1. Product-led communities exist and are built by an organization, what is the plan if the organization goes under?
  2. Product-led organizations have limited incentives to promote competitors.  The company’s interests may supersede the communities. 
  3. Product-led communities need to be “profitable” or contribute to the product.   Proving ROI or seeing the long-term value of the community can be hard.
  4. Product-led communities aren’t prioritized as they should be.  Community is treated like an afterthought, not a focus, setting it up for failure. 
  5. Product-led communities can have a lot of red fucking tape. 

What do product-led communities mean for the community ecosystem?


While there's no denying that the community ecosystem benefits from the increased focus, it’s important that we’re becoming aware of the context of the community ecosystem. That said, capitalism is the driver for these actions — can we have a truly healthy community ecosystem when we’re building with products in mind, especially when the community is not subservient to its people but rather to a corporation that may or may not be around in 10 years?


How to approach product-led communities


Community increasingly has been added into the must-have for every marketing plan, proposal, and product launch. This brings us to our next point; when creating your product-led community, it is critical to make sure that you’re considering the purpose. If you haven’t determined who your target community members are or come up with an intention for your community, you’re not off to a good start. 

Consider this your 10 step plan to building a successful product-led community, we’re talking more and more about this and why it’s important. 


Determining your intention



Step One: Resisting the temptation 


Community is largely in-vogue right now, but that doesn’t mean that community is the way to go.  Take a solid step back, and figure out why you want a community.  Sure there are a ton of benefits (especially for product-led communities), but if you’re not coming with the intention of actually building connections within its members and committing the resources to that community to make it happen, then you should reconsider.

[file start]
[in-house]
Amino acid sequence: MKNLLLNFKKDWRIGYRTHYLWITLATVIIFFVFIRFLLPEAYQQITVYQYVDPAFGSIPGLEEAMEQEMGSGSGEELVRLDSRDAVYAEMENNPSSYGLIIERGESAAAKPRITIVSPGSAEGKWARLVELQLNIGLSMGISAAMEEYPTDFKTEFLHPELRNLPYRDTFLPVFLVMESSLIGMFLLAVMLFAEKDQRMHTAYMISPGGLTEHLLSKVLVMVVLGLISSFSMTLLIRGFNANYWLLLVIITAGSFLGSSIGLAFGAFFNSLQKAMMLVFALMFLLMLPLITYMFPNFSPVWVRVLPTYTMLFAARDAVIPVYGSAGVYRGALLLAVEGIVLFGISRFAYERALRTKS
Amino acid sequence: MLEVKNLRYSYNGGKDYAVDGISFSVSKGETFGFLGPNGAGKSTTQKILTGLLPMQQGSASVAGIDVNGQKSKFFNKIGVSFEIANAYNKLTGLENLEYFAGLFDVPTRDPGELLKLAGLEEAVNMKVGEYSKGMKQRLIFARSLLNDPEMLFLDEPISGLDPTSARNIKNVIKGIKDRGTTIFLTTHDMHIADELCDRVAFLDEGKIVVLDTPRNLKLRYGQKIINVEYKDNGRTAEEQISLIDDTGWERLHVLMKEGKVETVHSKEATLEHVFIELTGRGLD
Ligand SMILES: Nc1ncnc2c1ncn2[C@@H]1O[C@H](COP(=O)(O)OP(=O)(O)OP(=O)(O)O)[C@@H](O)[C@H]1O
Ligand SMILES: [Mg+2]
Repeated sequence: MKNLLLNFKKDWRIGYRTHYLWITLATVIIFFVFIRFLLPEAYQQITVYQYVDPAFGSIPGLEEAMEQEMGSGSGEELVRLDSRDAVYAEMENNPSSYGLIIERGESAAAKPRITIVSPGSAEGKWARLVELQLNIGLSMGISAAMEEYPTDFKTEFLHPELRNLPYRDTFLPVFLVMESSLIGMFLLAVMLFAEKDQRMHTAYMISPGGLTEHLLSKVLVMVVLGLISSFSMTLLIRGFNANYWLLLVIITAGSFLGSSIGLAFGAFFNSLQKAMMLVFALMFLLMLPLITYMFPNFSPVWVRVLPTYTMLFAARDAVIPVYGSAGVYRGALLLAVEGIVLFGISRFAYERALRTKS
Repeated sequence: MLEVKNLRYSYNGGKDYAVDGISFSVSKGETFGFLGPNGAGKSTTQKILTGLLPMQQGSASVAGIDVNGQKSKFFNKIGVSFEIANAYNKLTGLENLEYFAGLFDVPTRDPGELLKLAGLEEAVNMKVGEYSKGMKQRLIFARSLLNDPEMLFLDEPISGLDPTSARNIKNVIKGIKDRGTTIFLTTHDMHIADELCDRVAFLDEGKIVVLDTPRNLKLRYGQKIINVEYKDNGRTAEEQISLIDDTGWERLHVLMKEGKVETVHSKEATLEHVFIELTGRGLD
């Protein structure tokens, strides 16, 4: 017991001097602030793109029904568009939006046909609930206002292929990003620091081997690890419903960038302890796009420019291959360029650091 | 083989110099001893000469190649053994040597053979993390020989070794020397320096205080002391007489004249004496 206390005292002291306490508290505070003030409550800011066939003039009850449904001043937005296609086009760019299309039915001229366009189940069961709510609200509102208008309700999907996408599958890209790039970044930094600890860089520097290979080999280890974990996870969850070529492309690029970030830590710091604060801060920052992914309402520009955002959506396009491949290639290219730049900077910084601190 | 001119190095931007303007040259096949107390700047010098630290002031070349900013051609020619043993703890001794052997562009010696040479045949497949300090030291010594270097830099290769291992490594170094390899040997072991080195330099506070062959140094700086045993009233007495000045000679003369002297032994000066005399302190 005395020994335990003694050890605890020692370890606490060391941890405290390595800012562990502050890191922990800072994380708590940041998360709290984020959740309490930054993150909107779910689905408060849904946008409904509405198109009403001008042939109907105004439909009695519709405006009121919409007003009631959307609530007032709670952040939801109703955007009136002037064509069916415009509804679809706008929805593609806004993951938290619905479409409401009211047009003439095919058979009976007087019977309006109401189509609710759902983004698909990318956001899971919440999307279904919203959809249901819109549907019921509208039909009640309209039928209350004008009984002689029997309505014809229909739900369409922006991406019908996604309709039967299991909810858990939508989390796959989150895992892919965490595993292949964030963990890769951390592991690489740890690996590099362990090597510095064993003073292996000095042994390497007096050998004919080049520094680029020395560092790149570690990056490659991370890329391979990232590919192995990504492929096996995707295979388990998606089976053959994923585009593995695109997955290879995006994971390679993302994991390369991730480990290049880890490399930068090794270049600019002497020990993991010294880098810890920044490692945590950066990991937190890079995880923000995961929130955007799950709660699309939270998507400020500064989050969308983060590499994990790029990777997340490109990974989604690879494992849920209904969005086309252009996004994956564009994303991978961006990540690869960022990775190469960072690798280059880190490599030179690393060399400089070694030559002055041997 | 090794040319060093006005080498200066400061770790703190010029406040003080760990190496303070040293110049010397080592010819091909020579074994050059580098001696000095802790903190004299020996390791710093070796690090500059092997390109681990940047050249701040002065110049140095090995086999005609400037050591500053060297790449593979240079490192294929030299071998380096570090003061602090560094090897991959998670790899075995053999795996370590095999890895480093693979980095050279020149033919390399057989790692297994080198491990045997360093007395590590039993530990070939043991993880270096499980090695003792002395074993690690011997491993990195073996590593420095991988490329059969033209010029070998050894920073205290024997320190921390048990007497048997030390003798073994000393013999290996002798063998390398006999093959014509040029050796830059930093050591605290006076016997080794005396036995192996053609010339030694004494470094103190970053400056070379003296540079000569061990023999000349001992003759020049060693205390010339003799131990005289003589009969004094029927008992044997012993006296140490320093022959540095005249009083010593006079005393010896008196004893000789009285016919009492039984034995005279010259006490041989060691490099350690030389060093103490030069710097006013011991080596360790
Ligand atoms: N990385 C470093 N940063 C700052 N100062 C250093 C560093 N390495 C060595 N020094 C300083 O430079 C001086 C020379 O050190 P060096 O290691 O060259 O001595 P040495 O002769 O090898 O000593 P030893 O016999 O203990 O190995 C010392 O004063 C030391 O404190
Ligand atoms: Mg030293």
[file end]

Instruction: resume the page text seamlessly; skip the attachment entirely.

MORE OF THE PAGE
Questions that you should answer before moving on: 

  • Why do I want to build a community? 
  • Do I have the resources to build a community successfully? 
  • What am I willing to invest in this community? 
  • What am I wanting to achieve? Is there another way to do this?

Step Two: Get real about your bandwidth, commitment, and objectives


Now that you’ve determined that you’re ready to start a community, it's time to determine if you’re really ready. Are you prepared to commit resources, time, energy and money to the cause? Have you considered the business perspective -- is this something that fulfills a short-term need or is this part of a long-term strategy? 

Building a community, especially a successful community is one that we need to take seriously and think about.  It’s one thing to build it because you’d like a community, but if your intentions, bandwidth, and commitment are not in alignment with your goals or business objectives - this community will fall flat on its face, and has the potential to hurt your brand more than help it. 

Especially with product-led communities, there’s a large chance that you’ll be communicating with a higher-up that doesn’t understand how community building works.  By outlining clear, focused objectives, as well as best estimating the bandwidth and commitment, you are setting up your community, and internal relationships from stakeholders, to be set up for success. 

Questions that you should answer before moving on: 

  • What are my objectives? 
  • Is this something I am ready to commit the resources to?
  • Do I have buy-in from key stakeholders?
  • Does this add or detract from my brand image?
  • Is this part of a long-term strategy? 

Getting your community off the ground



Step Three: Study your people 


This is an important step that we must consider before really thinking about what we’re doing. Get your community off the ground by determining what segment of your users you want to be talking to. Are you looking to connect and serve a particular segment of your audience? Are there existing communities out there with the same purpose and intention of this community? 

The biggest mistake I believe that people make during this process is forgetting to actually talk to members they’d like to have as part of their community.  It’s not much different than the product development process – you need to determine what is missing, and what people would like. This also means doing research to determine what rituals people in your target audience are already taking active practice in. Folks are more likely to join a community if they are familiar with some of the rituals from the get-go. 

Before moving onto the next phase, you should develop a key idea of: who you want to be in your community, what they actually need or are looking for, what the expectations are for you and your team (and the investment), and how you see this community taking shape.  This is when you build the loose plan; but remember that iteration is your friend and, as you’re testing, you should change the plans. 

Questions that you should answer before moving on: 

  • Do I *know* my target audience?